Increased powers for the Australian eSafety Commissioner will threaten freedom of speech

While recent attempts by the Federal Government to increase its regulatory powers over misinformation have been delayed, it seems clear that it is determined to police free speech through alternative legislative measures.

The Communications Minister Michelle Rowland has announced a statutory review of the Online Safety Act 2021, which will be undertaken by former public servant Delia Rickard. Ms Rickard has been tasked with making independent recommendations to the government.

The government is seeking views from the community about a proposed major expansion of the eSafety Commissioner’s powers to address ‘new and emerging harms’, and in particular to target hate speech, ‘pile-ons’ and deep fakes.

The Terms of Reference for the review provides that it will:

… be a broad-ranging examination of the operation and effectiveness of the Act, including its existing regulatory schemes, penalties and enforcement, and any gaps in the Act. The Review will consider international developments in online safety regulation, including whether the law should be amended to impose a new duty of care on platforms towards their users.

The report is due to the Minister by 31 October 2024.

HRLA client and former Australian Breastfeeding Association counsellor Jasmine Sussex has experienced first-hand the way that government censorship of online speech works in practice.

Jasmine is a passionate and publicly vocal defender of women’s rights and breastfeeding mums. She was subject to censorship after she publicly contended that ‘men cannot breastfeed’ in response to a trans-identifying man’s public declaration to have done so. 

Jasmine received a notice from Twitter advising her that her twitter comments would be withheld in Australia as they had “broken the law”. Twitter also advised that they had been contacted by a “government entity or law enforcement agency” claiming her tweets were unlawful.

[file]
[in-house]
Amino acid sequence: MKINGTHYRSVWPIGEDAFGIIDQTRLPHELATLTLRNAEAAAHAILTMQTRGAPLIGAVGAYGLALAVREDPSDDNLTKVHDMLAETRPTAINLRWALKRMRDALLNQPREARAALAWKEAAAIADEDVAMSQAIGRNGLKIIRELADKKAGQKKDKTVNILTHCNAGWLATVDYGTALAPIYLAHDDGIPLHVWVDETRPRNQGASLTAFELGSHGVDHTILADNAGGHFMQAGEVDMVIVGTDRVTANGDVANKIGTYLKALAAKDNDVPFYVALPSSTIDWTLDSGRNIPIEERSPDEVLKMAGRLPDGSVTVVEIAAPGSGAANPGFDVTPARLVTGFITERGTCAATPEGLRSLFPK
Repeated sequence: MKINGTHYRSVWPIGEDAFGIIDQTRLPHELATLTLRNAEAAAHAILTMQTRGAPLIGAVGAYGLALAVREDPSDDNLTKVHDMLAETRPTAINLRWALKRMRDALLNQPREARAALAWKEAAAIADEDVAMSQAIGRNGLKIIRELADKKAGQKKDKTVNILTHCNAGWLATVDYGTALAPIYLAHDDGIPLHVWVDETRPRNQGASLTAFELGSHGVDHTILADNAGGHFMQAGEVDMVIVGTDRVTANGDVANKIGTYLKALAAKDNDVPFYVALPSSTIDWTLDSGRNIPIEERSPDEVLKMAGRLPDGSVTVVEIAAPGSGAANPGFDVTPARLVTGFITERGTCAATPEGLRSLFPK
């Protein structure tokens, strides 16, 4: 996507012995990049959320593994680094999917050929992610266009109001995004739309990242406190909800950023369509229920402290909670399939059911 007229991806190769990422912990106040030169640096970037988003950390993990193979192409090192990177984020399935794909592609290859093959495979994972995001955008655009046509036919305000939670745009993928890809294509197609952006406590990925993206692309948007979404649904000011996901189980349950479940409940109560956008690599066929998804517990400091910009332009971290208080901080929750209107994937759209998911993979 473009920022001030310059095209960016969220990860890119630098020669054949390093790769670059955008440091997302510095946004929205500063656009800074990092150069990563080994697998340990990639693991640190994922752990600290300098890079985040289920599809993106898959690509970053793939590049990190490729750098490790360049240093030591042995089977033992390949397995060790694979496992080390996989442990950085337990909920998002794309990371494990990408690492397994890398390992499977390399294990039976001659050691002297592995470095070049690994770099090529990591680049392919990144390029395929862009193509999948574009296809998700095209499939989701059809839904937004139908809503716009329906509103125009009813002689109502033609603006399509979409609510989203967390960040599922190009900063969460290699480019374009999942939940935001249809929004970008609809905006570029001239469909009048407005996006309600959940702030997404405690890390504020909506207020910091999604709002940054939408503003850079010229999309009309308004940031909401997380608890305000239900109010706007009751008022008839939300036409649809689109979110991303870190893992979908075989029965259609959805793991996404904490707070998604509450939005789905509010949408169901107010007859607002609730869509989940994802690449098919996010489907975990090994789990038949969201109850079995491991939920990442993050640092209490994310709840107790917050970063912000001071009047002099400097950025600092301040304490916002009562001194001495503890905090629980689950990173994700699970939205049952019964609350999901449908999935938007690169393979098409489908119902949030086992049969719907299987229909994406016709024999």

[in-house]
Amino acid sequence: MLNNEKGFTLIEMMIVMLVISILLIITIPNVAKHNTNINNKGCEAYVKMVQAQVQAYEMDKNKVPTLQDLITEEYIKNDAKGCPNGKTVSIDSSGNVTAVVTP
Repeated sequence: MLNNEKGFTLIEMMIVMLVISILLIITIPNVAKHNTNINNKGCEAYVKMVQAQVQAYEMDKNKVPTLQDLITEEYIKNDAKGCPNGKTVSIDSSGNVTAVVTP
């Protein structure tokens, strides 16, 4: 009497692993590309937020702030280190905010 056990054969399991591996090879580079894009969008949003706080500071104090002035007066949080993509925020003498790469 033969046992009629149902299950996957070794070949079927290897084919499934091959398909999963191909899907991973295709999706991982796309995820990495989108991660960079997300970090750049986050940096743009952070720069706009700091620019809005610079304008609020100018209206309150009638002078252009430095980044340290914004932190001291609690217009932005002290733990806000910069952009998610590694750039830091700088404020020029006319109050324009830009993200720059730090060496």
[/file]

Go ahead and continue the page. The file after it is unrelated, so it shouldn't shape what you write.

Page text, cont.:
In addition to being censored, Jasmine is now facing a complaint of vilification under the Queensland Anti-Discrimination Act from the trans-identifying man in question alleging that Jasmine has “incited hatred, contempt and serious ridicule” by publicly criticising this person’s pro-transgender activism on social media.

HRLA is providing Jasmine with pro-bono legal assistance to oppose this complaint in the Queensland Civil and Administrative Tribunal and to defend her right to stand up for the sex-based rights of women.

While the government’s review will examine an expansion of the eSafety Commissioner’s powers, it is important to note that the Commissioner already has substantial powers under the Online Safety Act 2021 to police online speech and to coerce internet platforms to remove content.

Jasmine’s case is a clear example of the way that such powers can be misused by bureaucrats to silence free debate about transgender ideology.

As Jasmine has said:

I was appalled that it was claimed to be in violation of Australian law to criticise what I and most Australians consider to be a cruel and medically dangerous experiment on newborn babies.

Her disagreement relates to a matter that is clearly in the public interest, on an issue that is highly contested. The government’s direction to remove Jasmine’s tweets indicates that the government agency has taken sides in an ideological debate. 

Freedom of speech is a fundamental right in a democratic society. Australians are entitled to express themselves and hear what others have to say. Expanding the eSafety Commissioner’s powers in relation to online “hate speech” will threaten this freedom and potentially subject online content to subjective assessment by a government bureaucrat to determine whether it is unlawful or harmful.

HRLA will be preparing a submission to the Review. If you are concerned about these developments and would like to have your say, you can submit your views here.